The First Responder Network Authority (FirstNet), part of the National Telecommunications and Information Administration (NTIA), is building a nationwide public safety broadband network to provide first responders with access to 21st century communication technology that improves safety and security. But how do you make sure the network only helps the good guys? The National Institute of Standards and Technology (NIST) has published an analysis of how a public safety broadband network can be secured so that only approved first responders and public safety personnel can access it.
The planned broadband network will offer emergency and law enforcement personnel many advantages, including audio, video and real-time information sharing via broadband cellular technologies to mobile devices. In the past, for example, firefighters from different jurisdictions teaming up to fight a major fire have had communications problems because their systems use different radio frequencies or encryption technologies. A nationwide wireless broadband network would provide a mechanism not only to integrate those systems, but also to provide layers of advanced support. It could, for example, integrate a live video feed from a robot sent into a fire to search for people or let chiefs located at different points around a fire see a live feed on their mobile devices. This stands to improve situational awareness and enable incident commanders make more informed decisions.
But such a network also comes with challenges. Not just ensuring that only authorized people can use it, but also ensuring that sensitive information, such as a criminal record, is shared only with sanctioned people that have a "need to know."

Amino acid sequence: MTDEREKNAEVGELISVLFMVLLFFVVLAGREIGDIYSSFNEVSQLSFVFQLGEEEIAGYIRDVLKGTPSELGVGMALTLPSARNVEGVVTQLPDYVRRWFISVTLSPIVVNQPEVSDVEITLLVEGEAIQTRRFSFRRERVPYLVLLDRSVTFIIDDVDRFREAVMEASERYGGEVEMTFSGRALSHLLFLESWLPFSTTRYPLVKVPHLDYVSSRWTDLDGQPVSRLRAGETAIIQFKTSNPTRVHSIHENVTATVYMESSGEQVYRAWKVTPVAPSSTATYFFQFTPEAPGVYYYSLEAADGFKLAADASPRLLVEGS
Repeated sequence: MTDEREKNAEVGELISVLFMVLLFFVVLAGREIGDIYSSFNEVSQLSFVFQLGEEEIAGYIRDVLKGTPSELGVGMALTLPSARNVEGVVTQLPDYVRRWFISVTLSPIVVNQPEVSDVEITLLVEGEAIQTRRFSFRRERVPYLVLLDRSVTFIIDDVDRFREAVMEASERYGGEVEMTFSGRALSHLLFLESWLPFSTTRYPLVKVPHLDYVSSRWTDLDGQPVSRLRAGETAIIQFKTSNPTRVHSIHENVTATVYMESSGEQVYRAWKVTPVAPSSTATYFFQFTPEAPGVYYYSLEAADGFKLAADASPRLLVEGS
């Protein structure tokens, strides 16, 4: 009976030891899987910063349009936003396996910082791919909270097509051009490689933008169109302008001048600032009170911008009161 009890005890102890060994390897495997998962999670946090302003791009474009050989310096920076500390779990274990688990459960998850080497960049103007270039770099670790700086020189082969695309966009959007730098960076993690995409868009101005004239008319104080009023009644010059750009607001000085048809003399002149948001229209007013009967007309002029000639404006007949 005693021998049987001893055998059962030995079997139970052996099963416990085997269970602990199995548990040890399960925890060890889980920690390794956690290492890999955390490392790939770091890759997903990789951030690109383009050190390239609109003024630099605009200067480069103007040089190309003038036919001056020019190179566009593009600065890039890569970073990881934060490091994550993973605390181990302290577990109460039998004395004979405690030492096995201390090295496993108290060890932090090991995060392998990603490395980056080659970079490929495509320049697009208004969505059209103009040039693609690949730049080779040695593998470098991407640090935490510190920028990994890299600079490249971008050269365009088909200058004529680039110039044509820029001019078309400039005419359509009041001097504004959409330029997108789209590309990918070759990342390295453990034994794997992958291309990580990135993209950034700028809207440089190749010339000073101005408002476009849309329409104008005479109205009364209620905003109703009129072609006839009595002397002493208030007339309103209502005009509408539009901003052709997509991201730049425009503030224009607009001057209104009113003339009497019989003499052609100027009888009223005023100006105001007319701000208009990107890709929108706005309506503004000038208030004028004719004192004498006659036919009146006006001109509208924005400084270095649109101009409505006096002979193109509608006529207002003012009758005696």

NIST's analysis draws on its expertise in identity management for mobile devices. Considerations for Identity Management in Public Safety Networks provides background information on identity management and a review of applicable federal and industry guidance for using next generation networks with a number of options for policy makers to consider. Topics include selecting identity credentials and the authentication process. It also includes analysis of possible identity management technologies that could be used.
The NIST analysis on securing first responder communications may be applicable to local public safety networks, private sector communities and public safety applications that leverage identity management services, including criminal justice information and records management systems. Considerations for Identity Management in Public Safety Networks (NISTIR 8014) is available at DOI: http://dx.doi.org/10.6028/NIST.IR.8014.